Two-thirds of the states allow the sale of cannabis for medical purposes. A handful of states, including Alaska, California, Colorado, and Washington, allow the sale of cannabis for recreational purposes. As an entrepreneur, you may find that your dispensary is outgrowing your state, so you may be planning to expand to other states. While attempting to standardize your multi-state operator (MSO) tax planning, bookkeeping, and accounting, you may find that things get complicated quickly.
How Internal Revenue Code § 471(c) Impacts MSO Tax Planning
On the surface, IRC 417(c) seems like a victory for marijuana operators. It allows marijuana businesses that record less than $25 million in revenue in their ' MSO bookkeeping to implement an internal accounting method where they may be able to categorize most of their business operating expenses as COGS. This would allow a multi-state operators MSO accountant to categorize expenses that are not included under I.R.C. §280E as COGS, permitting an operator that generates less than $25 million in revenue to have the possibility of reducing their tax liability.
However, there are two issues that may make this IRC code complicated for you. First, since the IRS has yet to provide clear guidance on how I.R.C. § 471(c) applies to multi-state operators bookkeeping for the cannabis industry, you could under-report tax liability, although you are acting in good faith and intend to follow this code.
A second issue you or your multi-state operator CPA may face is that because of the IRS’s inability to maintain uniform industry compliance, different size marijuana businesses will be taxed differently. A small MSO that records less than $25 million in their multi-state operators MSO bookkeeping might reduce their tax liability by using the internal accounting method discussed above.
However, an MSO that generates $25,000,000.01 could face a disproportionately higher tax treatment. This makes compliance complicated. At Fusion CPA our multi-state operators MSO accountants are well-versed in tax laws pertaining to the cannabis industry. We can offer accounting and tax planning services to help you make sure that your business is in compliance with all IRS laws.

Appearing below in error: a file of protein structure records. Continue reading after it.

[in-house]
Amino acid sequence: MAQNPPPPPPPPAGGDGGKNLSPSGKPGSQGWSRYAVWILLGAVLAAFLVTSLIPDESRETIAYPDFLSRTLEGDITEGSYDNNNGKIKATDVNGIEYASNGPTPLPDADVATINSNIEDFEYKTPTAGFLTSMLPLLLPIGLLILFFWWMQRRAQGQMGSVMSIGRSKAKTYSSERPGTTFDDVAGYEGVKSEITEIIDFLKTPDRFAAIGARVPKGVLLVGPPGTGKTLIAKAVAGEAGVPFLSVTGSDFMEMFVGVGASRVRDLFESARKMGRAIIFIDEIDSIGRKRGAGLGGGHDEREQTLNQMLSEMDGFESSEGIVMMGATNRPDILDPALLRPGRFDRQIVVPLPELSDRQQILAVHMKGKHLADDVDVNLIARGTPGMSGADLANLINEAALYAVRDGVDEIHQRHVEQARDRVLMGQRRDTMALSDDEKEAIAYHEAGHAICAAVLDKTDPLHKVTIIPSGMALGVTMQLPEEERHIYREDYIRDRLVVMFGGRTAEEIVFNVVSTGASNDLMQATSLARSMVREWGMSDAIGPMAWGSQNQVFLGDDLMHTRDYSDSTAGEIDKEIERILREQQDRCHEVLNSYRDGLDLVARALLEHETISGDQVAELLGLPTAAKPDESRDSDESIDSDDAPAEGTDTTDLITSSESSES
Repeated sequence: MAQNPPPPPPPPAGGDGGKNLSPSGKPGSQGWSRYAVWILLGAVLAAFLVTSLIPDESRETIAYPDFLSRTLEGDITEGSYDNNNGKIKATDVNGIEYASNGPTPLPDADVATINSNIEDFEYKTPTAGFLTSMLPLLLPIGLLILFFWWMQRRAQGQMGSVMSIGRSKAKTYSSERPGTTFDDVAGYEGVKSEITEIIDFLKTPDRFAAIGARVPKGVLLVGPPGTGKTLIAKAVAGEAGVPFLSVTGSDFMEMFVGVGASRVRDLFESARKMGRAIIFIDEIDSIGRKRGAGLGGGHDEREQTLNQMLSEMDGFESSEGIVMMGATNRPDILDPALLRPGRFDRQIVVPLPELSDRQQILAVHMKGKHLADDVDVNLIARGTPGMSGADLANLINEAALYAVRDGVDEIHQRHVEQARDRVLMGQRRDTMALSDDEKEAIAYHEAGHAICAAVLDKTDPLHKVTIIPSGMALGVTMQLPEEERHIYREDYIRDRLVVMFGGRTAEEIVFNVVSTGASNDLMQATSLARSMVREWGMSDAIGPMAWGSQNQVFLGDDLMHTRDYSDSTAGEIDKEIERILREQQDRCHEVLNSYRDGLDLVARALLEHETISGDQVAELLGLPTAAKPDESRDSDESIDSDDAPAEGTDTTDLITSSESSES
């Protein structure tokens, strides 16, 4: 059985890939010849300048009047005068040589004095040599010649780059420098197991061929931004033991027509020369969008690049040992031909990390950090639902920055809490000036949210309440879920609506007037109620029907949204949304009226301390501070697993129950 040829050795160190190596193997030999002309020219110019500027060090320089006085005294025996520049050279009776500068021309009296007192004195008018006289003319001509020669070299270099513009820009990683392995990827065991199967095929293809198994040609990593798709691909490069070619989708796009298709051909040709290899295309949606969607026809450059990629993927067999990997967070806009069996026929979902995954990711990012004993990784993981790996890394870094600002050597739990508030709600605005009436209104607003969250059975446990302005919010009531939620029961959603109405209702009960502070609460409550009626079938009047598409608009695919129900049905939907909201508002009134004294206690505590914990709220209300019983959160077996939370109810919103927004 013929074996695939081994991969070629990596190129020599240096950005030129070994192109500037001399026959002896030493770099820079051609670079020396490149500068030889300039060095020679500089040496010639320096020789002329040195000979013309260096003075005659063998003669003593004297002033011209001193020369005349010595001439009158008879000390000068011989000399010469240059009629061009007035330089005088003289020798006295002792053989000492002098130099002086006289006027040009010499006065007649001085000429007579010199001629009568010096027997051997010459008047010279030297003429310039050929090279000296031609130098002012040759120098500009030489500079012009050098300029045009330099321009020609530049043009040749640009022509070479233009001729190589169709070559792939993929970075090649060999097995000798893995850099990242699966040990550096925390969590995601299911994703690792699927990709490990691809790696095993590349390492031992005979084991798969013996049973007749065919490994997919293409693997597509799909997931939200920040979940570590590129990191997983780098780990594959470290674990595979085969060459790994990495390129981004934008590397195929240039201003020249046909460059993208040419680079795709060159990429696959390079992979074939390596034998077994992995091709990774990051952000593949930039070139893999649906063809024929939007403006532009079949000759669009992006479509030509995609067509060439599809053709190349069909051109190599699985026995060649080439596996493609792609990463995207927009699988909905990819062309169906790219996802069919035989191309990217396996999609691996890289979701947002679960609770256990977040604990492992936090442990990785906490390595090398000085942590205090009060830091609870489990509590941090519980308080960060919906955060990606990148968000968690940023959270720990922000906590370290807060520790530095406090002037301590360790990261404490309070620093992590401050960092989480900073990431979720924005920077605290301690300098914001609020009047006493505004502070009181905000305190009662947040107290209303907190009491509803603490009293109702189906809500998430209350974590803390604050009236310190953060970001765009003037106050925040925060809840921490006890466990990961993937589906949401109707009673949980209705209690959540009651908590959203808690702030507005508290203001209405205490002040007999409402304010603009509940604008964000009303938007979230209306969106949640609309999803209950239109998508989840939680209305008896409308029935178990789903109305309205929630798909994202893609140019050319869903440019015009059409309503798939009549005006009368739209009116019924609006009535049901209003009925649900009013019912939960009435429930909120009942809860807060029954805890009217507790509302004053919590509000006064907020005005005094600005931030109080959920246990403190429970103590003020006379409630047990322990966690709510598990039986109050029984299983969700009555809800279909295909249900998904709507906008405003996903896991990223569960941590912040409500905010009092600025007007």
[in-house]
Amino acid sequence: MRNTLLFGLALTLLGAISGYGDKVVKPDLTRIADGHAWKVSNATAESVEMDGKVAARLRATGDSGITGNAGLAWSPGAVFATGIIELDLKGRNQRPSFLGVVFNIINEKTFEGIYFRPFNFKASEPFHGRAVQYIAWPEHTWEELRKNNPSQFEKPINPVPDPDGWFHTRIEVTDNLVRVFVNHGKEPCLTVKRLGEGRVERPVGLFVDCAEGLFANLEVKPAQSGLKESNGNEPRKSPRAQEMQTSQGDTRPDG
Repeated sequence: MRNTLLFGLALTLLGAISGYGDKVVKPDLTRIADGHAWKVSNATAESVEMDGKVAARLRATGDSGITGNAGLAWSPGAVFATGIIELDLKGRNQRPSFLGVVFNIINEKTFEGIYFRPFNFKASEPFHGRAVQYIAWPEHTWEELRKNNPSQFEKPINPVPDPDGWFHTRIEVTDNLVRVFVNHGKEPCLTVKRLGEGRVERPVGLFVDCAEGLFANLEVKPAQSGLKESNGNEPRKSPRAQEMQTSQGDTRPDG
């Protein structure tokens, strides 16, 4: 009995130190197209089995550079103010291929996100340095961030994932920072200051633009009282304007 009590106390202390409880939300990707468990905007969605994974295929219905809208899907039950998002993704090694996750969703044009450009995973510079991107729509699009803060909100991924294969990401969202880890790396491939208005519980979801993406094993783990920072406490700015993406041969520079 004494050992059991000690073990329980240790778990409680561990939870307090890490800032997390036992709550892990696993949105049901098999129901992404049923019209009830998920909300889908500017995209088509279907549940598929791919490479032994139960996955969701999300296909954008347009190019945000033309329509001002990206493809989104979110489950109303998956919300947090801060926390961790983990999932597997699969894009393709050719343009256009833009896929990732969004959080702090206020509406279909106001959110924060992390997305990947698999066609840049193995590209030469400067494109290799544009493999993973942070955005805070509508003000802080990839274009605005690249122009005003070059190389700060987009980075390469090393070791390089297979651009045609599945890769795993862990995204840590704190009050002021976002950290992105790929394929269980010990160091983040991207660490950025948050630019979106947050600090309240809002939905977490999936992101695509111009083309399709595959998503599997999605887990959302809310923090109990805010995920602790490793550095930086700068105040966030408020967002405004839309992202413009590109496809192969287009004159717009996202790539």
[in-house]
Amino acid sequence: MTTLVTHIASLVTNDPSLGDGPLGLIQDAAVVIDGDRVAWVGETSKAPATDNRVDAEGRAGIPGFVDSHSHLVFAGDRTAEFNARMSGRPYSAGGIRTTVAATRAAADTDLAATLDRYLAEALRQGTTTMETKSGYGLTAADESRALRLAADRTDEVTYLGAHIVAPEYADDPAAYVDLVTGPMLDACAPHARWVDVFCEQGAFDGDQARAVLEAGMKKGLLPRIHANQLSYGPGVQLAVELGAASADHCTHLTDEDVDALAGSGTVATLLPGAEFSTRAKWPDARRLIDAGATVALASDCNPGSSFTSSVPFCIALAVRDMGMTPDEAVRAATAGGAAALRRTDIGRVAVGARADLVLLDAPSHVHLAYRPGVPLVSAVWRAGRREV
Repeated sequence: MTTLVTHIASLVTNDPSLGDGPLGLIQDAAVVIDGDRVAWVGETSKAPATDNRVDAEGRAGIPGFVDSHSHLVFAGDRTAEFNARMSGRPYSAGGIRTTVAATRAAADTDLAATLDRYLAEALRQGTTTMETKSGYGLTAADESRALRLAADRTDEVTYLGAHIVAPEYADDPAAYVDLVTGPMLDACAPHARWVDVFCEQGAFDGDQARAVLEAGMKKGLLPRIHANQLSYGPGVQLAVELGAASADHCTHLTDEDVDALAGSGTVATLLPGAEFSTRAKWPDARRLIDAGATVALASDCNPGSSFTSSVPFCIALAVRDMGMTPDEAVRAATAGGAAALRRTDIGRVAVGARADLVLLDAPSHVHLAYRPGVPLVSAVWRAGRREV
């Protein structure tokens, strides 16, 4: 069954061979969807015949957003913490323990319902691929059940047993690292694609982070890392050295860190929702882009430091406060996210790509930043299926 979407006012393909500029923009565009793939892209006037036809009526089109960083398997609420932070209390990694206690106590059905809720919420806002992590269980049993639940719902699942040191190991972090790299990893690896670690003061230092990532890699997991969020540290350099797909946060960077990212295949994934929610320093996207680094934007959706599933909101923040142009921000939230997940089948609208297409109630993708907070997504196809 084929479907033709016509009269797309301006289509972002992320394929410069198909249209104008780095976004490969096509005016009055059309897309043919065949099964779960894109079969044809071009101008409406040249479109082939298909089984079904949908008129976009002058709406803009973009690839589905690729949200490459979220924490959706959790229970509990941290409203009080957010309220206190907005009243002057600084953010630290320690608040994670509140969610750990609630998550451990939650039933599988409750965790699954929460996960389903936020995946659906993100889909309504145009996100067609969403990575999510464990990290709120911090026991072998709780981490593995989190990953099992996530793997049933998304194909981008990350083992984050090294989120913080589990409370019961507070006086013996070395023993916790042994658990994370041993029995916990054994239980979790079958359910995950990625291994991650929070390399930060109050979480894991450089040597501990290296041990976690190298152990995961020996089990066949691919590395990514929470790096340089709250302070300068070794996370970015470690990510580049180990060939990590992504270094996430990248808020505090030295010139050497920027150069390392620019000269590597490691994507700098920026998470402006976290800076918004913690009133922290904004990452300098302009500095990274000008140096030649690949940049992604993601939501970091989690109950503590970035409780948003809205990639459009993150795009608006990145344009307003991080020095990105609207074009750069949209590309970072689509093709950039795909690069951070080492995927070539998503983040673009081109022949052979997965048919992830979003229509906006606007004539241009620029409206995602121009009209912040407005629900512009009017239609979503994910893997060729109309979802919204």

State Regulations Can Impact a Cannabis Company's Growth Ability
Multi-state operators should execute a coherent plan for growth that recognizes a federal and state legislative road map, which fluctuates each day. No two states have the same regulations for taxation and distribution.
• As of July 1, 2017, Nevada legalized the sale of medical and recreational marijuana. They are charging a wholesale excise tax of 15 percent, a retail tax of 10 percent, and a sales tax of 6.85 percent plus any local tax.
• Oregon allowed marijuana to be sold legally in 2014 with recreational licenses being granted on October 1, 2016. They require a 17 percent sales tax with a local option tax of up to three percent.
• Washington began retail sales of marijuana in July 2014. They have a 37 percent tax on retail sales plus a 6.5 percent retail sales tax to which local taxes may be added. Medical marijuana sales are exempt from these taxes as of June 2016.
These are just a few examples highlighting the patchwork of state laws that MSOs need to navigate if they are to be in compliance with the law.
Practical Guidance for your MSO
As a cannabis MSO, you may have faced the headache of paying taxes that are substantially higher than what operators in other industries pay. Fusion CPA has a team of experienced MSO financial advisers who can guide you through the intricacies of cannabis tax law and regulations.
We can discuss the tax impact of using various strategic approaches when calculating your taxable income. Our team of accounting professionals offers to help you minimize negative tax impact and limit exposure to action by the IRS. Whether you are an entrepreneur breaking into the cannabis business or if you are an established entity looking to grow into other states, we have the resources to assist you. You can learn more about our services by clicking the button below to schedule a complimentary discovery call today!
This blog article is not intended to be the rendering of legal, accounting, tax advice or other professional services. Articles are based on current or proposed tax rules at the time they are written and older posts are not updated for tax rule changes. We expressly disclaim all liability in regard to actions taken or not taken based on the contents of this blog as well as the use or interpretation of this information. Information provided on this website is not all-inclusive and such information should not be relied upon as being all-inclusive.